The Briford Sports
— DOE S I T COME W I T H P E T ROL?
Brian Ford is no stranger to building cars. In fact, cars had been part of his family history right from his childhood, when his father would bring home vintage cars to restore. As soon as they were old enough, Brian and his brother, Kevin, were in the garage, helping Dad with his projects. As a boy, Brian developed an interest in mopeds and started to tinker with them. Even now, decades later, he and a few friends meet in his workshop on Saturday afternoons, once a month, to restore and create modern mopeds inspired by classic motorcycles. But that’s another story.
By the time the boys became teenagers, petrol had long replaced blood in their veins. If it moved, they had to make go faster. They even managed to convince their dad to start building hot rods or, more to the point, help them hot-rod their own rides.
Brian’s first real build project was when he purchased a unique Christchurch car called the ‘Puma’. It was one of about six cars manufactured by Frank Cantwell during the late ’50s. This very rare locally manufactured
Trailers and hobbies
After building some trailers in his father’s garage, at the tender age of 19, Brian started Briford Trailers, and, to date, his company has manufactured over 40,000 of them. By the 1980s, the business was steaming along at such a pace that Brian decided he could afford to spend some of his spare evenings on his hobbies. Again, he purchased a locally made car, this time one called the ‘Mistral’. Having heard of one being sold for $100 in Dunedin, he could not believe his luck and bought it sight unseen. After driving to Dunedin to pick up the car, though, he came to the conclusion that his luck needed a good kicking! The body and chassis were in such a poor state that he had probably paid $100 more than it was worth.
The most sensible idea would have been to put the whole thing down to experience and take the car to the tip, but Brian was not one to let good sense get ahead of enthusiasm.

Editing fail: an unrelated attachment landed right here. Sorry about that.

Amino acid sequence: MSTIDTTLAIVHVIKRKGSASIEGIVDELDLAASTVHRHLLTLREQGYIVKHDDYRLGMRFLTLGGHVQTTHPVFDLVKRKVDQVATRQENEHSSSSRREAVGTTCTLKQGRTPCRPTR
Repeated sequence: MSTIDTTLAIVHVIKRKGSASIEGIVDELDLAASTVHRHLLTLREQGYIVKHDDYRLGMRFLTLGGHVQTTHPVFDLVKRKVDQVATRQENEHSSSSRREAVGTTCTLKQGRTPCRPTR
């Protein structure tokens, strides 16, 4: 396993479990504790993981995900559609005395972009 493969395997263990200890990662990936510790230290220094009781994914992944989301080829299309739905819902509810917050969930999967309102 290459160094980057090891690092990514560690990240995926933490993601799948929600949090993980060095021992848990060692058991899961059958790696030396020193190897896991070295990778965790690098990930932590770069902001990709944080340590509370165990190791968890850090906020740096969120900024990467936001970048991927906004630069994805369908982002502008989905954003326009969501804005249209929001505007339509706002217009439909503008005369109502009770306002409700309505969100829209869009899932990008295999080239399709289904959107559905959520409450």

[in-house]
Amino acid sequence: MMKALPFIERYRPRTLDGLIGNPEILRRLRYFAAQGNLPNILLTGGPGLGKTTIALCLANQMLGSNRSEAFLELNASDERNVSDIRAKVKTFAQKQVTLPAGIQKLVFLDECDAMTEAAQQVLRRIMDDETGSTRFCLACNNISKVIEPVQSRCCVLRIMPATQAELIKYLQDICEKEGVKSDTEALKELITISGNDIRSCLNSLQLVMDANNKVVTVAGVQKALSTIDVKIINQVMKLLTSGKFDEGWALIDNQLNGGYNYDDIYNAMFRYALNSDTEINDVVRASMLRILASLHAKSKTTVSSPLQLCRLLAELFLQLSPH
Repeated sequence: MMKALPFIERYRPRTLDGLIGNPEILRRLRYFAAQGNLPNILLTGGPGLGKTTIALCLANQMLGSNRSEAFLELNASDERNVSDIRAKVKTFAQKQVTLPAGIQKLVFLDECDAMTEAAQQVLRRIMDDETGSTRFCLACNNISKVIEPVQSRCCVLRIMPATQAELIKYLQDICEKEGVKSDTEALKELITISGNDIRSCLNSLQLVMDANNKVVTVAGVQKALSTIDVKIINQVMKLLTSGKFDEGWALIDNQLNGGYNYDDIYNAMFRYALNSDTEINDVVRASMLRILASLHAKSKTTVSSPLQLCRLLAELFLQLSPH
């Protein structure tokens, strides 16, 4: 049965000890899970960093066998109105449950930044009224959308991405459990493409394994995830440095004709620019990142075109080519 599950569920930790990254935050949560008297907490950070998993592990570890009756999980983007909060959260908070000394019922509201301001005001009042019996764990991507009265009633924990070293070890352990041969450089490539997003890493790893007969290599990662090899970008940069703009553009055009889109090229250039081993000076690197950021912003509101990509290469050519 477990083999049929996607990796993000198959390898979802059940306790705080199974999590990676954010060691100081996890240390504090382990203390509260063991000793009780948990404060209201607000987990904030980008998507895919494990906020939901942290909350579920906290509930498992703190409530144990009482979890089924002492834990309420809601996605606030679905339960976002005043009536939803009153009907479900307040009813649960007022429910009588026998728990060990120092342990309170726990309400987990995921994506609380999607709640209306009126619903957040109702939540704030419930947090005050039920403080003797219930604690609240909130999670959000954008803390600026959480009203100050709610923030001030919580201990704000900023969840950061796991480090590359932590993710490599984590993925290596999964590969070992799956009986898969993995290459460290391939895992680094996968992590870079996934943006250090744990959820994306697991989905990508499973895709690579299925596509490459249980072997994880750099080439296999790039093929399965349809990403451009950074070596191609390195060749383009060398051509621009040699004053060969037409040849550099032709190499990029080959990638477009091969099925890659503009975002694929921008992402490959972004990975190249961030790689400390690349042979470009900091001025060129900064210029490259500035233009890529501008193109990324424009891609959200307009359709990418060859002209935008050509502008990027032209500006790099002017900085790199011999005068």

During the 1980s, there were over a dozen kit-car manufacturers in New Zealand. Inspired by the Devin SS and AC Cobra, and on a tight budget, Brian decided to produce an AC Cobra–ish car to his own unique design. In doing this, he blended two plans — that of the Mistral and the Cobra. The car which eventually emerged was named the ‘Briford Sports’.
Because the Mistral’s original body was in such poor condition, it needed a lot of work, and, with hindsight, it would have been a better idea to start from scratch. But then hindsight is never around when you need it!
Starting with the rough Mistral body, he widened the rear wings in a similar style to the Cobra, made a bigger boot, and reshaped the rear of the body. The front of the body was cut off, as it had deteriorated to the point of no return. The distinctive air vents in the wings were retained to set the car truly apart from other kit cars that were on the market. Brian also raised the bonnet height, changed the sill line, and lowered the front wing height. After applying 210 litres of bog, a lot of masking tape, expanded foam, copious amounts of sweat, and the mandatory muttering, eventually, all this work produced a shape Brian was happy with. It took three full years to finish the plug before moulds could be taken off it — which is not bad for somebody who had to learn on the job. Brian constructed a ladder-frame chassis with roll bars and intrusion bars for added stiffness and safety. Fortunately, the chassis was a more straightforward job than the bodywork because of Brian’s existing skill in working with tubular steel.
The car, which was first registered in 1989, is a hairy beast. If asked to describe it, I would say it is an outrageous track car that just happened to be road legal. Brian had combined his love of the classic sports car and the best of ’50s and ’60s hot rods in one package. Examples of cars of this era that were similar are the Cheetah; the Devin; and, of course, the Cobra.